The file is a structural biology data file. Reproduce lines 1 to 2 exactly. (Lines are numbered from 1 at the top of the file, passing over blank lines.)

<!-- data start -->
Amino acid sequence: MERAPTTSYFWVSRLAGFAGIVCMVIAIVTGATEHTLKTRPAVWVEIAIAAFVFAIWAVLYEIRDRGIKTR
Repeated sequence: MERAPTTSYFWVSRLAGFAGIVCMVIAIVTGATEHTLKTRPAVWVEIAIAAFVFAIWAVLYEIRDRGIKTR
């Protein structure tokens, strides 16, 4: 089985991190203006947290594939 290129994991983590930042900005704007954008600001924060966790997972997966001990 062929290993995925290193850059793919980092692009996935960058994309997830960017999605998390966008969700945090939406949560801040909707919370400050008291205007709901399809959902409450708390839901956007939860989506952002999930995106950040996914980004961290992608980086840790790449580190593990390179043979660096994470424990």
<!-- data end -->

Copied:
Amino acid sequence: MERAPTTSYFWVSRLAGFAGIVCMVIAIVTGATEHTLKTRPAVWVEIAIAAFVFAIWAVLYEIRDRGIKTR
Repeated sequence: MERAPTTSYFWVSRLAGFAGIVCMVIAIVTGATEHTLKTRPAVWVEIAIAAFVFAIWAVLYEIRDRGIKTR